Petrolatum!!

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Petroleum jelly, petrolatum or soft paraffin... Same thing... but my question is what do you guys think of this article i found on madamwalker.net... (my godmother suggested the site because they claim to be all natural)

"Actual Facts About
The Benefits of Petrolatum


Many misconceptions exist today regarding petrolatum based products. This fact sheet is designed to correct these misconceptions and bring clarity regarding the benefits of using petrolatum based products on the hair and scalp.
  • What is petrolatum? Petrolatum is a mixture of semi-solid hydrocarbons. Hydrocarbons are the simplest organic compounds, containing only carbon and hydrogen.
  • Is petrolatum natural? Petrolatum is as natural as natural can get! Natural petrolatum is obtained from the purification and distillation of petroleum, a fossil fuel formed by and derived from the earth.
  • What are the benefits of petrolatum for the scalp and the hair? Petrolatum provides three main benefits:
    1. Petrolatum molecules “walk on water”, because they are larger than water molecules; therefore petrolatum moisturizes the scalp by preventing rapid water loss.
    2. Petrolatum protects the hair and scalp by acting as a barrier against heat as well as harmful chemicals such as those found in shampoos, relaxers, dyes and bleaches, and the glue used with hair weaves.
    3. Petrolatum adds sheen to the hair.
Madame C. J. Walker, per her own words, started the Hair Growing Business. She considered the art of hair growing to be similar to the cultivation plants, emphasizing the need to nurture the scalp -as one would nurture the soil- to produce strong healthy hair. Consider then Madame C.J. Walker hair oils to serve as nutrient-rich “s-oil” for the hair!

The method by which Madame C.J. Walker hair oils are applied to the hair and scalp is also a key factor in producing the best results. For daily use, oils should be messaged into the scalp, with a small amount being worked through the hair. For optimal moisture retention, apply Madame C.J. Walker hair oils to a wet scalp, again messaging the scalp for even distribution of the oil, then working it throughout the hair. Madame’s oils may even be applied prior to washing the hair to prevent stripping the hair, leaving it soft and fluffy."


Is there any validity to this? do yall put petroleum in your hair? would you buy these products??

I mean, mineral oil is great at what it is designed to do...form a barrier through which little water can go. The problem isn't so much that the oil itself is going to destroy your hair. As I understand it, it's the method you have to use to get it off your hair--mainly sulfate shampoos. Considering there are other oils with additional benefits (olive oil and coconut oil can penetrate the hair strand and make it stronger), mineral oil just seems like a cheap substitute. And the fact that it's so heavy that it keeps everything out isn't necessarily good. I like to baggy to remoisturize my hair so I don't have to rewet it everyday, so lighter oils through which moisture can penetrate easier are better for me than a heavy oil that once applied requires a sulfate shampoo to remove before I can remoisturize my hair.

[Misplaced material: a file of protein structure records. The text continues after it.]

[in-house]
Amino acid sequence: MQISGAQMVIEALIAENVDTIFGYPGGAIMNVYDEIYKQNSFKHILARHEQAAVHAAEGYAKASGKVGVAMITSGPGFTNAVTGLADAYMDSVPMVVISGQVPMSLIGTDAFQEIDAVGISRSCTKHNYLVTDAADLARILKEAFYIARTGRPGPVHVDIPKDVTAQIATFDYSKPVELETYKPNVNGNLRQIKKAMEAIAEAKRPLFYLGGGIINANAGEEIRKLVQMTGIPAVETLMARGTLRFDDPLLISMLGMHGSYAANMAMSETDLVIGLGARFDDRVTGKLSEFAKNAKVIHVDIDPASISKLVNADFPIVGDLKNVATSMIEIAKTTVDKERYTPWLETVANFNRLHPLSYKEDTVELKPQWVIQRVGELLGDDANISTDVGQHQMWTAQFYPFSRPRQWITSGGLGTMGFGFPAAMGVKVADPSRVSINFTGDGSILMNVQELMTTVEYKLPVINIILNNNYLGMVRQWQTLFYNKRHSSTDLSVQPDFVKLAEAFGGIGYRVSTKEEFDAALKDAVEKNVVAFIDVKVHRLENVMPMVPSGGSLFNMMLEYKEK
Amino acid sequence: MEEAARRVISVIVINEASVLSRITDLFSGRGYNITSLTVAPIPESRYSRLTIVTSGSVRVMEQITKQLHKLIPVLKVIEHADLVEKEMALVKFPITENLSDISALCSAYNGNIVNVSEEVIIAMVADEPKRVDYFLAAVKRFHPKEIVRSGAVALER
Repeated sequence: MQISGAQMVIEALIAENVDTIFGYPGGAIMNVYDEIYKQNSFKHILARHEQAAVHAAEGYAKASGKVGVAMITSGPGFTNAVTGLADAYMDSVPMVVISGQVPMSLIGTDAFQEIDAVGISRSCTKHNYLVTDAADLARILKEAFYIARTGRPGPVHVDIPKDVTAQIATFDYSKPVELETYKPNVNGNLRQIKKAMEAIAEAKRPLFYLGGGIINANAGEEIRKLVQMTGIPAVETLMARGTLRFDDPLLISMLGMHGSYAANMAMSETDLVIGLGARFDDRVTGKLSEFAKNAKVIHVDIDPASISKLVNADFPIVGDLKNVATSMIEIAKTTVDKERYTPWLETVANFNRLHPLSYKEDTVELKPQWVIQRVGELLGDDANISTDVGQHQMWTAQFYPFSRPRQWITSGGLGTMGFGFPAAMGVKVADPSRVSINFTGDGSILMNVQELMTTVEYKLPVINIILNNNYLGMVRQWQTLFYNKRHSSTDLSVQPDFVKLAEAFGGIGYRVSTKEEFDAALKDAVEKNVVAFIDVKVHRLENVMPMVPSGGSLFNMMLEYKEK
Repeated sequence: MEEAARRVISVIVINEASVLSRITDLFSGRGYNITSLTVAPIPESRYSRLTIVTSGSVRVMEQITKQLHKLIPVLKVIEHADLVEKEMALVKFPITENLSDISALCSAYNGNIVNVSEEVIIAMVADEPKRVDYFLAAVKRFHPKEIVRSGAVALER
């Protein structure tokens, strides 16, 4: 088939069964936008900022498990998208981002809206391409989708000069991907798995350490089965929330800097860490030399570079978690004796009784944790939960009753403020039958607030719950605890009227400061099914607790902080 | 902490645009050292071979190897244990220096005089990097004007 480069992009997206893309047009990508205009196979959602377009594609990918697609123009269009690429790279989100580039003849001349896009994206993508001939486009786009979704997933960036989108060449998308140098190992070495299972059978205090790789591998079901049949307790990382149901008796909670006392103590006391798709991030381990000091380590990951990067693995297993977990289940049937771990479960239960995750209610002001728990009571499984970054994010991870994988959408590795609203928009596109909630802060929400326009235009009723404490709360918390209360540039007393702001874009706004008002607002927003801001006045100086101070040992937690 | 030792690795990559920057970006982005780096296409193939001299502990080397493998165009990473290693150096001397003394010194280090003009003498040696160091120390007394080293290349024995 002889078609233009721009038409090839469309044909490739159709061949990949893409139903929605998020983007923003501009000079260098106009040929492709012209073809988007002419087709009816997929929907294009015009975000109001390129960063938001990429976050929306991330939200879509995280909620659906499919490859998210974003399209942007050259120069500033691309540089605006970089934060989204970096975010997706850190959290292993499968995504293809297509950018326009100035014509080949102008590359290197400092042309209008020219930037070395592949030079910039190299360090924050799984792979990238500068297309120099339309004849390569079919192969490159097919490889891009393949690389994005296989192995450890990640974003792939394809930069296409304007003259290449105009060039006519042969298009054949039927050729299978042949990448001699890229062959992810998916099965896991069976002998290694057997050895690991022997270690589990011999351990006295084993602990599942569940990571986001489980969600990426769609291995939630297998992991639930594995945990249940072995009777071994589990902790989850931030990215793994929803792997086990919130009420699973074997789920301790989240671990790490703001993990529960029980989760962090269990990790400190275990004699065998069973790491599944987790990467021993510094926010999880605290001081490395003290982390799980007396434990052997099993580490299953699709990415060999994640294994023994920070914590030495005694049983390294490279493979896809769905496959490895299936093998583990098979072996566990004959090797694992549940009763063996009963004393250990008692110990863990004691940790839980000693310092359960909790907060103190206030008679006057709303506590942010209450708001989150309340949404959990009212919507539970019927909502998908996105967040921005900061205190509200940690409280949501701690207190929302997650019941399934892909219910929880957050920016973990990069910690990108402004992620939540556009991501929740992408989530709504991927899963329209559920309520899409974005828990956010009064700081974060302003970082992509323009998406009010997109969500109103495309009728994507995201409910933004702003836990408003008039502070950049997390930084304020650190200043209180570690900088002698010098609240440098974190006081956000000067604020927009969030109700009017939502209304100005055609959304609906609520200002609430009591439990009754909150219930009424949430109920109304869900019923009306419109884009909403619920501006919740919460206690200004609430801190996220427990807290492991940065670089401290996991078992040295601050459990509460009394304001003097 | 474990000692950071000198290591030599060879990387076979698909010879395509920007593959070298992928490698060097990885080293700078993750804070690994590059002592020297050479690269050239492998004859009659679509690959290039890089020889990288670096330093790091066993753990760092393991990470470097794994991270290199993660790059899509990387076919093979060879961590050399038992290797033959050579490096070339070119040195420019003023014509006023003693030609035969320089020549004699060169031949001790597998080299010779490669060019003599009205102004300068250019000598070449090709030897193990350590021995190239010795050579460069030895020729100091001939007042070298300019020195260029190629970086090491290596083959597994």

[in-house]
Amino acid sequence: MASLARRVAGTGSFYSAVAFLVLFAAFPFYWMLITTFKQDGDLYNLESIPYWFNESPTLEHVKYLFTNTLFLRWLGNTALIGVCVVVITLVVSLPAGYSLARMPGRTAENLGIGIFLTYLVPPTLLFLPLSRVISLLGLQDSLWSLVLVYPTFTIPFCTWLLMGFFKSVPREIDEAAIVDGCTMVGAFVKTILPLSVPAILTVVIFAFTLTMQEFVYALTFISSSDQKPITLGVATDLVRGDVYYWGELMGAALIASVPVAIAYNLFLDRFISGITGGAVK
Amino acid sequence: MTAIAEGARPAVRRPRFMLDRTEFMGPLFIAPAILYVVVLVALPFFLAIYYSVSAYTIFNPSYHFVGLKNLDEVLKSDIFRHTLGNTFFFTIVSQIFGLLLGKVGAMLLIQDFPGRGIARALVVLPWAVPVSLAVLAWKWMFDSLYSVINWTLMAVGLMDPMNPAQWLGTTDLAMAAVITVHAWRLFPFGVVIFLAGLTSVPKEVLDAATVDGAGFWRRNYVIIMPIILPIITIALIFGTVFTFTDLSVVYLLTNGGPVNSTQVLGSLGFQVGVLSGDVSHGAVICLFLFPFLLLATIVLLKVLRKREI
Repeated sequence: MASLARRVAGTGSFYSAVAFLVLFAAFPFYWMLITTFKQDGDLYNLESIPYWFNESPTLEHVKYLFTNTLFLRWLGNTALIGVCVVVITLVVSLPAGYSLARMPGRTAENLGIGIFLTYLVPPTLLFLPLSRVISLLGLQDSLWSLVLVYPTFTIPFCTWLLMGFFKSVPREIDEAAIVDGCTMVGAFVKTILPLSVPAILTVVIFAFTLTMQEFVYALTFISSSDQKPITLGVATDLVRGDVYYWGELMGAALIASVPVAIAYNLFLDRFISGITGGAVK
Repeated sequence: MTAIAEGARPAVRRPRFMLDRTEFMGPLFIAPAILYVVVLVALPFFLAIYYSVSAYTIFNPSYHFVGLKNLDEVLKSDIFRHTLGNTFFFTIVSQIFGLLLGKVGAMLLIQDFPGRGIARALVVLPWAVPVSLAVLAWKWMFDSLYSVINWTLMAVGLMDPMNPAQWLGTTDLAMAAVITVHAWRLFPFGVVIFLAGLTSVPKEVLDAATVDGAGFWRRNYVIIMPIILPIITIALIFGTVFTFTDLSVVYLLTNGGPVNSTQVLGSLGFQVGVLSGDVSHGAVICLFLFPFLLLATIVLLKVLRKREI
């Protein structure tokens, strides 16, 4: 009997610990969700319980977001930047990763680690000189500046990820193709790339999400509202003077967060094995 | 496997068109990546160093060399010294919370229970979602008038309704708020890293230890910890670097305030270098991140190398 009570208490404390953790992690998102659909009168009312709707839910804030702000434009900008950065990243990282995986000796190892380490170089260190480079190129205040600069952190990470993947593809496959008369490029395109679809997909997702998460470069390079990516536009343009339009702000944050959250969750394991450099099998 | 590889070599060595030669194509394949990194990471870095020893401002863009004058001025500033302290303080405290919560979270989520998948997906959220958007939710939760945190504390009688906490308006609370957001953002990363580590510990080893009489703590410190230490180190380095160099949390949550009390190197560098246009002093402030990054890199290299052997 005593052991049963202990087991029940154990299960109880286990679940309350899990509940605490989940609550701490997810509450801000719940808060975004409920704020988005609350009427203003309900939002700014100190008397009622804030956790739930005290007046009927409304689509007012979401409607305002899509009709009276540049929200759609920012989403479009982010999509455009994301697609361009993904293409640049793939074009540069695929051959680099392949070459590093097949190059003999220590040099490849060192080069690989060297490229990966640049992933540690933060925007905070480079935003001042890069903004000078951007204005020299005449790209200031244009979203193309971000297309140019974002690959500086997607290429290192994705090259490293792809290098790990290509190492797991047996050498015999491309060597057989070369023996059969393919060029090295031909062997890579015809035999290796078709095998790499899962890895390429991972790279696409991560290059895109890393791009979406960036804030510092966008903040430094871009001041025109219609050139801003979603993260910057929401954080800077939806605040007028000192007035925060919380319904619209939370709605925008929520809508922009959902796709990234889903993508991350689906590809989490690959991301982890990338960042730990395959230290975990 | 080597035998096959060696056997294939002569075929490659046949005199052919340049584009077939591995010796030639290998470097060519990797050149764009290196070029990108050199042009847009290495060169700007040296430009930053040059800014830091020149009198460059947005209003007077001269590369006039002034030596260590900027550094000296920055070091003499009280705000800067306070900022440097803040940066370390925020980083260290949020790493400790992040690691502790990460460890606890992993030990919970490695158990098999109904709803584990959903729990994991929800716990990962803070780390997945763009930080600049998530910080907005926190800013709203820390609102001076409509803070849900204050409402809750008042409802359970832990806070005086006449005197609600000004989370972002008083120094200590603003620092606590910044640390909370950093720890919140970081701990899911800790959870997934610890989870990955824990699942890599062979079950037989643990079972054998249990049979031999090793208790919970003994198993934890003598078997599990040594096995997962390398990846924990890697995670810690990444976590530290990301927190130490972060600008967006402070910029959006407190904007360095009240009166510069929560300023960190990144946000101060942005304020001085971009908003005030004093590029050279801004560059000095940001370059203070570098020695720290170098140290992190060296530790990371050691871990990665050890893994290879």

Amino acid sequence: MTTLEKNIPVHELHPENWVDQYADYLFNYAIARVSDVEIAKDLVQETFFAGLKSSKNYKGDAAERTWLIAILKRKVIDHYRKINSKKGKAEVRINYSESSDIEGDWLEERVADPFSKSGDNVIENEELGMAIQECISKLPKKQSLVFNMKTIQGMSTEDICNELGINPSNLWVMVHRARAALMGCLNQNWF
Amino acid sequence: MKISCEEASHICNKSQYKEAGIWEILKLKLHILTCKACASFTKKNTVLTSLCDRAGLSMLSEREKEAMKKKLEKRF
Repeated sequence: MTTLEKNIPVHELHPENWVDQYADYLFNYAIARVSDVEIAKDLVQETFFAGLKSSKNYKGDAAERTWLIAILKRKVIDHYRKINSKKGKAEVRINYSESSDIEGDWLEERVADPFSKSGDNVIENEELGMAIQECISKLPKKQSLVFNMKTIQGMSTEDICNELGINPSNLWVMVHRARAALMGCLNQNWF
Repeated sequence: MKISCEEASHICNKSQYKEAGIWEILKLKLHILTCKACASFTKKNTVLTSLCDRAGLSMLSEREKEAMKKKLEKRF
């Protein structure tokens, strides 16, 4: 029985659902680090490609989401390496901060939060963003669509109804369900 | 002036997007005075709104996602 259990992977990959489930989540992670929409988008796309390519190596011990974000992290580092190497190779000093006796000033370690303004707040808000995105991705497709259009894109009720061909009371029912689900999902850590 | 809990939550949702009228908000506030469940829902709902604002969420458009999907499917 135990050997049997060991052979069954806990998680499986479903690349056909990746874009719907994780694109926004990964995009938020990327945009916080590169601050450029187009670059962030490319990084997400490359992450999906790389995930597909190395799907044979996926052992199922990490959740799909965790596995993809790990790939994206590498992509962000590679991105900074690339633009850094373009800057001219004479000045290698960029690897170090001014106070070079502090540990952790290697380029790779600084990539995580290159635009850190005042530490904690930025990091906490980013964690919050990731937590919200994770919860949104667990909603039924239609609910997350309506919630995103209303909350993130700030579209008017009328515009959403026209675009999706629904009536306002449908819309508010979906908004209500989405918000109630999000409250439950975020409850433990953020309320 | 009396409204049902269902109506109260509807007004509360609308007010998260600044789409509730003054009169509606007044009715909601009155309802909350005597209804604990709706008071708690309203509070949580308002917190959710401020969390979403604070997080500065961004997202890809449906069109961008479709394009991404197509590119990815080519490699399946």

I am not going to get into the whole fray about petroleum-based products, aside from the fact that environmentally, it is not sustainable and is destructive. The whole point of being "natural", for me, is the same as eating clean to the best of my ability. Staying away from processed food and hair products is part of that.

Petroluem-based waxes are simply an inexpensive (to the manufacturer) filler to provide "slip" (it is used to lubricate machine parts) and the appearance of shine (used to finish / waterproof wood). It's not like they pass the savings on to the consumer.

What I will say, from my own experience, is that petroleum-based products were murder for my hair and scalp and skin. My body has responded so positively to the change. I had eczema so badly that I had to slather myself with anthihistamine cream daily, and my whole life was affected. I started mixing up my own products in my kitchen and noticed a difference. Frankly, it is cheaper in the long run to use more natural products. That is what convinced me to finally go natural. My hairdresser did not understand my problems, and when I did the research I found how much easier it is to take care of myself by myself, because I knew I never again wanted those products she used anywhere on my person.

I have meandered off the topic for a second, but I really think you should look a little more for some well-established products or learn about making your own before ordering from this website. All things that are "natural" are not good for you. Do you eat dirt? Would you slather it in your hair? Would you do it if knowing that the processing of the materials you are using has contributed to the suffering of many around the world? Pork fat is "natural", but would you spread it on your face (that was the emulsifier in Madam C.J. Walker's first lipstick formulation)